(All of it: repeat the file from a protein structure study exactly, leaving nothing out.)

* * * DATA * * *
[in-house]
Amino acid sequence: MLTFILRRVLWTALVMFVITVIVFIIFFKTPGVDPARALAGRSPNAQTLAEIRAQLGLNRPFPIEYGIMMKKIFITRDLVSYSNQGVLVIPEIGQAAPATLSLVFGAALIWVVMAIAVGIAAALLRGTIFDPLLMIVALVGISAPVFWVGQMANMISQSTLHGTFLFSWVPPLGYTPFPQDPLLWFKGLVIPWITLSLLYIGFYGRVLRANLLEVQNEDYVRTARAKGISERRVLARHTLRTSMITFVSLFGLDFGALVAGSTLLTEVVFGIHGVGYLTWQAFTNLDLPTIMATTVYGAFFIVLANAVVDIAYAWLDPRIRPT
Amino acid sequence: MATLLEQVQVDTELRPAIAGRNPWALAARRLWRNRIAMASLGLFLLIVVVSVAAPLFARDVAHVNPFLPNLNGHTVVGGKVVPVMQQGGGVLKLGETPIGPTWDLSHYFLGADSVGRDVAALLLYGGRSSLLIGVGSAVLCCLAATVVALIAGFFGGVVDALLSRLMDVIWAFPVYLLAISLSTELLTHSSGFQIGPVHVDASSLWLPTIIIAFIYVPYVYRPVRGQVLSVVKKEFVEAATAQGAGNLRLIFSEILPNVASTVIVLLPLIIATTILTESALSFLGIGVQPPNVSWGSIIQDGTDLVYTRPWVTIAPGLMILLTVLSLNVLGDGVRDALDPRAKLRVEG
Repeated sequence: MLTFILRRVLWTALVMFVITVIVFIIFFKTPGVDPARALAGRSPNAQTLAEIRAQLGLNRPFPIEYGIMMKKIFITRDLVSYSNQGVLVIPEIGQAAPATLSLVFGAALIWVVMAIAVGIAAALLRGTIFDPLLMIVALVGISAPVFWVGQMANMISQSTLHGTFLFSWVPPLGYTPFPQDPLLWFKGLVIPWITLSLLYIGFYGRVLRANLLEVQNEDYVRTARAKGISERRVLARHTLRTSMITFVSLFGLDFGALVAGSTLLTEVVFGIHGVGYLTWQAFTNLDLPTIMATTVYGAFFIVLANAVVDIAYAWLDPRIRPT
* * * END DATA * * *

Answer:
[in-house]
Amino acid sequence: MLTFILRRVLWTALVMFVITVIVFIIFFKTPGVDPARALAGRSPNAQTLAEIRAQLGLNRPFPIEYGIMMKKIFITRDLVSYSNQGVLVIPEIGQAAPATLSLVFGAALIWVVMAIAVGIAAALLRGTIFDPLLMIVALVGISAPVFWVGQMANMISQSTLHGTFLFSWVPPLGYTPFPQDPLLWFKGLVIPWITLSLLYIGFYGRVLRANLLEVQNEDYVRTARAKGISERRVLARHTLRTSMITFVSLFGLDFGALVAGSTLLTEVVFGIHGVGYLTWQAFTNLDLPTIMATTVYGAFFIVLANAVVDIAYAWLDPRIRPT
Amino acid sequence: MATLLEQVQVDTELRPAIAGRNPWALAARRLWRNRIAMASLGLFLLIVVVSVAAPLFARDVAHVNPFLPNLNGHTVVGGKVVPVMQQGGGVLKLGETPIGPTWDLSHYFLGADSVGRDVAALLLYGGRSSLLIGVGSAVLCCLAATVVALIAGFFGGVVDALLSRLMDVIWAFPVYLLAISLSTELLTHSSGFQIGPVHVDASSLWLPTIIIAFIYVPYVYRPVRGQVLSVVKKEFVEAATAQGAGNLRLIFSEILPNVASTVIVLLPLIIATTILTESALSFLGIGVQPPNVSWGSIIQDGTDLVYTRPWVTIAPGLMILLTVLSLNVLGDGVRDALDPRAKLRVEG
Repeated sequence: MLTFILRRVLWTALVMFVITVIVFIIFFKTPGVDPARALAGRSPNAQTLAEIRAQLGLNRPFPIEYGIMMKKIFITRDLVSYSNQGVLVIPEIGQAAPATLSLVFGAALIWVVMAIAVGIAAALLRGTIFDPLLMIVALVGISAPVFWVGQMANMISQSTLHGTFLFSWVPPLGYTPFPQDPLLWFKGLVIPWITLSLLYIGFYGRVLRANLLEVQNEDYVRTARAKGISERRVLARHTLRTSMITFVSLFGLDFGALVAGSTLLTEVVFGIHGVGYLTWQAFTNLDLPTIMATTVYGAFFIVLANAVVDIAYAWLDPRIRPT